"Israel should know that the era in which our sons are killed without a harsh response on our part is over for good," said Amr Moussa, a former secretary general of the Arab League who is now a candidate for president of Egypt. The former International Atomic Energy Agency director general, Mohamed El Baradei, who is also running for president, rushed to add his reaction, demanding a committee of inquiry that would quickly issue findings.
The case of the terrorist attack on the Israeli border highway north of Eilat doesn't have an impact just on security cooperation between Israel and Egypt. It goes to the very heart of Egyptian politics. In Israel, the Egyptian reaction is seen as somewhat confused; early Saturday morning, the media received a detailed announcement that included a section in which it was stated explicitly that Egypt had decided to recall its ambassador from Israel, only to be followed hours later by a government statement that the earlier information was mistaken. In Egypt, on the other hand, the new regime was compared to the prior regime of President Hosni Mubarak.
One of the public accusations directed at Mubarak after he was overthrown was that he demonstrated weakness vis-a-vis Israel by cooperating with it against the Palestinians and by damaging Egypt's prestige. Now the Egyptian government and supreme military council must demonstrate that they are taking a "national stand" in the face of what is being seen as an Israeli attack on Egyptian soldiers. No less damaging from a political standpoint is the comparison that senior Israeli officials, including Defense Minister Ehud Barak, have made between Mubarak's capacity to control Sinai and what has been termed the incompetence of the new Egyptian regime.
In Egypt, people are at pains to point out that there were serious terrorist attacks on the Sinai peninsula between 2004 and 2006 and that even under Mubarak, the Egyptian ambassador to Israel was recalled twice: at the time of the first Lebanon war and during the second intifada.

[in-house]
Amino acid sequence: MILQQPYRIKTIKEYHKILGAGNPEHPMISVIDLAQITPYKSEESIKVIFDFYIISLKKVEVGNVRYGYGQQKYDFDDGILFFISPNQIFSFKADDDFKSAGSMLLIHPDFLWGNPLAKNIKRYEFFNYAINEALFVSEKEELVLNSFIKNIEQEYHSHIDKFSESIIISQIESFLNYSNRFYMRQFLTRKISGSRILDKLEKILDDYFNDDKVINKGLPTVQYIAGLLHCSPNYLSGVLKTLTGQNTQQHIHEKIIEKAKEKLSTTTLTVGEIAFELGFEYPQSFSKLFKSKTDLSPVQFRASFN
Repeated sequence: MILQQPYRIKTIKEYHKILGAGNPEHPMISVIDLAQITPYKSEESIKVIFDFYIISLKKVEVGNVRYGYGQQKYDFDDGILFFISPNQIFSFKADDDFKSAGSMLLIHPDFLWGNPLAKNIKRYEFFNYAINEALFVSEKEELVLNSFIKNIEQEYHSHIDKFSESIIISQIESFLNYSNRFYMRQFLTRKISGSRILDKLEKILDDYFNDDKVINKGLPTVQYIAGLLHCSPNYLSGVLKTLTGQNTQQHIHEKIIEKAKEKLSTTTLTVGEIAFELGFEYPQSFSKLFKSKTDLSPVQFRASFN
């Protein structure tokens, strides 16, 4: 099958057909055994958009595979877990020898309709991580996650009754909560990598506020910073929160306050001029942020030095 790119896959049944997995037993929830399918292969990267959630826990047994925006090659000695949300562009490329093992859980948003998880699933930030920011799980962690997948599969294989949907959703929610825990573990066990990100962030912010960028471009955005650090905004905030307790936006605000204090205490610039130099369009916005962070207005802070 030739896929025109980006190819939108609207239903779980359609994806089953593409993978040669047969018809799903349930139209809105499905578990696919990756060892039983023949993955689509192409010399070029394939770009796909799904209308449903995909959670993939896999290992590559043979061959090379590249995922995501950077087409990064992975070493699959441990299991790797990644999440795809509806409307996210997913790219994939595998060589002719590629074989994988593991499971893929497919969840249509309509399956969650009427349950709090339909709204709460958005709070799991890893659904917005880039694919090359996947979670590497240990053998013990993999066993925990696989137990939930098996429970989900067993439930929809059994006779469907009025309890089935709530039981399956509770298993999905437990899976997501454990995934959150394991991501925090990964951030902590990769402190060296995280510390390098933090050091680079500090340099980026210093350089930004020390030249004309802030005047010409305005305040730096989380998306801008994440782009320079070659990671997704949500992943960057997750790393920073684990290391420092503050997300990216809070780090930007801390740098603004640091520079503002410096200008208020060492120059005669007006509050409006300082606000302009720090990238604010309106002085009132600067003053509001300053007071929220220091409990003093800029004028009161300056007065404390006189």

The Egyptian government is showing great sensitivity to the demands of the Egyptian public and is making great effort to fashion itself as totally different from the prior regime, but it is also committed to the peace accords and to security cooperation with Israel. Egypt sought permission from Israel (which was granted ) to move roughly 1,000 more troops into Sinai, beyond what the peace agreement allows, along with tanks and other armored vehicles to fight radical organizations on the peninsula. And given that the fight against infiltrators between Egypt and the Gaza Strip is a joint effort of Egypt and Israel, Egypt is being careful not to rupture the ties between the countries.
This is a relationship that obligates Israel to exercise extra caution so as not to feed into the hands of those demonstrating in front of the Israeli embassy in Cairo and the consulate in Alexandria. If, in the past, Israel could rely on Mubarak to set the public agenda himself and to suppress anyone taking exception to it, now the Egyptian government's room for flexibility has been reduced considerably. So has the extent of the Egyptian government's control over the media, in the context of the revolution that has been sweeping the country. As a result, the government's ability to shape public opinion is no longer entirely in its hands.
At the same time, the new government in Egypt has embraced a new policy regarding the Bedouin of Sinai, who under Mubarak had been viewed with suspicion and had their livelihood limited and their rights infringed upon. The government of Egyptian Prime Minister Essam Sharaf, at the direction of the head of the supreme military council, Mohammed Hussein Tantawi, came to a decision Friday that a special authority would already be established tomorrow to deal with the problems of the Bedouin. That is an important decision from a security standpoint inasmuch as the Bedouin in Sinai have become important collaborators with radical organizations, particularly as it relates to the smuggling of weapons - not due to a shared ideology but as a source of income.
Israel cannot allow itself to take a narrow view that ignores events in Egypt, the heated political struggle going on there and the fact that Israel is inseparable from Egyptian domestic policy.
Israel, which views prestige as a strategic asset - as Strategic Affairs Minister Moshe Ya'alon explained regarding his opposition to an Israeli apology to Turkey over last year's deaths on the Gaza flotilla - must recognize that Egypt shares that perspective when it comes to its own demand for an apology from Israel. An apology is sometimes a sturdy ladder when one wishes to climb down from the heights of a position of prestige that can poison relations between countries and cause serious strategic damage. The fragile ties with Egypt are liable not to withstand the apology test if Israel decides to embrace the Turkish model.
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